At time 66, processor 106 begins another current injection test and sets MV status 30 to DAZZLED. At time 72, processor 106 determines that contact has been reestablished and, in response, sets MV status to BLURRED and initializes a recovery timer. At time 97, the recovery timer (which was set to 25 seconds) expires and processor 106 sets MV status to CLEAR.

Referring to FIG. 11, another example of a self-validating sensor according to the invention is a Coriolis flow meter 150. Flow meter 150 measures three process parameters: mass flow rate, density, and temperature. Mass flow is measured directly using the principle of Coriolis acceleration, without needing to rely on external pressure, temperature, or specific gravity measurements.

Structurally, flow meter 150 consists of a flowtube 152 that is connected to a transmitter 154 by cables 156. Flowtube 152 includes a body 158 to which is connected an input pipe 160 and an output pipe 162. Two parallel pipe loops 164, 166 extend from body 158. Body 158 contains passages which lead a process fluid from input pipe 160 to the beginning of loop 164, from the end of loop 164 to the beginning of loop 166 and from the end of loop 166 to output pipe 162 (the broken arrows in FIG. 11 show the direction of flow in loops 164, 166).

Transmitter 154 causes loops 164, 166 to pivotally oscillate about their axes of symmetry Y'-Z' and Y-Z by supplying anti-phase sinusoidal signals to electromagnetic drivers 168, 170. Transmitter 154 uses feedback to maintain the signals to drivers 168, 170 at the resonant frequency of loops 164, 166. Transmitter 154 then detects movement of loops 164, 166 via sensors 172, 174, which each produce a voltage that is proportional to the instantaneous velocity between loops 164, 166. Transmitter 154 adjusts the amplitude of the signals to drivers 168, 170 to maintain the average amplitude of the voltages produces by sensors 172, 174 at a constant level.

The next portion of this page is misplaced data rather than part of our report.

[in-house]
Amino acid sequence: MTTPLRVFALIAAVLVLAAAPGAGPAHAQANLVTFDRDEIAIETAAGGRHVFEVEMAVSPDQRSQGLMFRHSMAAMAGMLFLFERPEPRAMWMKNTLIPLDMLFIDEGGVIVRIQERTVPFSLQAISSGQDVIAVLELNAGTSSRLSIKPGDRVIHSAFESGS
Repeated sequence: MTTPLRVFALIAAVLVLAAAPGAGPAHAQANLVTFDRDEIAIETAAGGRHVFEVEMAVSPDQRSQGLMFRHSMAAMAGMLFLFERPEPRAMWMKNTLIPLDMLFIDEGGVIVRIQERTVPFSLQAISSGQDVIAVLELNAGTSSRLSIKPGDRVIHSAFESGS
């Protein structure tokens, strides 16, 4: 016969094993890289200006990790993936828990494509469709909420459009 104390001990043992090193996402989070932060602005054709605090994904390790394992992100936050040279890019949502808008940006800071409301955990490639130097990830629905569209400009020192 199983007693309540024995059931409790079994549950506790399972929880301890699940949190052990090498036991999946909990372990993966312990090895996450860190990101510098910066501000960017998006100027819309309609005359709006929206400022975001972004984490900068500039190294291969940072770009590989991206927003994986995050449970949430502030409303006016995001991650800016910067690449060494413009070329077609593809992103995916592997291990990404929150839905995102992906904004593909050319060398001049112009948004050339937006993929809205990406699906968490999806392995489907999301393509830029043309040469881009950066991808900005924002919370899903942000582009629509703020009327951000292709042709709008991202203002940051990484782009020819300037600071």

Transmitter 154 measures mass flow rate, density, and temperature in the following manner. First, transmitter 154 measures the mass flow rate of the process fluid by monitoring the effect of Coriolis forces on loops 164, 166. Coriolis forces acting on sections G'-H' and G-H of oscillating loops 164, 166 cause deflections of loops 164, 166. These deflections result in a phase angle difference between the voltages produced by sensors 172, 174 that is proportional to the mass flow rate. Next, transmitter 154 determines the density of the process fluid from the frequency of oscillation of loops 164, 166 (which equals the frequency of the signals supplied to drivers 168, 170). The density of the process fluid is inversely proportional to the square of the drive frequency. Finally, transmitter 154 measures the temperature of the process fluid via a temperature sensor 176 located in body 158. Typically, temperature sensor 176 is an RTD device with a resistance that is temperature dependent.

In the context of flow meter 150, the raw data available are the frequency 44c of a signal coming out of temperature sensor 176 (the frequency is proportional to the resistance of temperature sensor 176), frequency 44b of the drive signals applied to drivers 168, 170, and the voltage outputs 44c of sensors 172, 174. From these signals, transmitter 154 derives three RMs: the temperature of the process fluid 36a, the density of the process fluid 36b, and the mass flow rate 36c (derived from the phase angle between the sensor signals). In addition, transmitter 154 performs uncertainty analyses to produces three RUs (62a, 62b, 62c), each indicating the uncertainty of a corresponding RMV 36.